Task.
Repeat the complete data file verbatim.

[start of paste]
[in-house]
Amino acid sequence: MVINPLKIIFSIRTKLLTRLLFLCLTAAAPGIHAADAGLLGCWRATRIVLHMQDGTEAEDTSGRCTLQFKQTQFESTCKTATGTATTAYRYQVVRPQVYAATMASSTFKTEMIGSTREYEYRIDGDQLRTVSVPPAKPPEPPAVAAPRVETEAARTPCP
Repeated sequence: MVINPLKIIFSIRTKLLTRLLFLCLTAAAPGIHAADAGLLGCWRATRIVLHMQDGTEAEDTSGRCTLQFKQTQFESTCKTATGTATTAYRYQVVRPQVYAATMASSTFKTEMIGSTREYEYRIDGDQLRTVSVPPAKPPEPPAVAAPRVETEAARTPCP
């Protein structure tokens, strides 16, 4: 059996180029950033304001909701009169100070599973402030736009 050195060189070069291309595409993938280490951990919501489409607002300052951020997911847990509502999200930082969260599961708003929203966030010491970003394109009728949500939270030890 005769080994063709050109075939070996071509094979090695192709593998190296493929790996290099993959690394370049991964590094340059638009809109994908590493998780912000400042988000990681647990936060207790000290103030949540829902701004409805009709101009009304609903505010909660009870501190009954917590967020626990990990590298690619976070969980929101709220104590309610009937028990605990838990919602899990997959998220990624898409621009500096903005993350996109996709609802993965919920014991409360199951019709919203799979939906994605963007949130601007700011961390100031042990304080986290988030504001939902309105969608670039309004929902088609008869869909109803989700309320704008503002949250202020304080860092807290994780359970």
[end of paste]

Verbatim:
[in-house]
Amino acid sequence: MVINPLKIIFSIRTKLLTRLLFLCLTAAAPGIHAADAGLLGCWRATRIVLHMQDGTEAEDTSGRCTLQFKQTQFESTCKTATGTATTAYRYQVVRPQVYAATMASSTFKTEMIGSTREYEYRIDGDQLRTVSVPPAKPPEPPAVAAPRVETEAARTPCP
Repeated sequence: MVINPLKIIFSIRTKLLTRLLFLCLTAAAPGIHAADAGLLGCWRATRIVLHMQDGTEAEDTSGRCTLQFKQTQFESTCKTATGTATTAYRYQVVRPQVYAATMASSTFKTEMIGSTREYEYRIDGDQLRTVSVPPAKPPEPPAVAAPRVETEAARTPCP
């Protein structure tokens, strides 16, 4: 059996180029950033304001909701009169100070599973402030736009 050195060189070069291309595409993938280490951990919501489409607002300052951020997911847990509502999200930082969260599961708003929203966030010491970003394109009728949500939270030890 005769080994063709050109075939070996071509094979090695192709593998190296493929790996290099993959690394370049991964590094340059638009809109994908590493998780912000400042988000990681647990936060207790000290103030949540829902701004409805009709101009009304609903505010909660009870501190009954917590967020626990990990590298690619976070969980929101709220104590309610009937028990605990838990919602899990997959998220990624898409621009500096903005993350996109996709609802993965919920014991409360199951019709919203799979939906994605963007949130601007700011961390100031042990304080986290988030504001939902309105969608670039309004929902088609008869869909109803989700309320704008503002949250202020304080860092807290994780359970």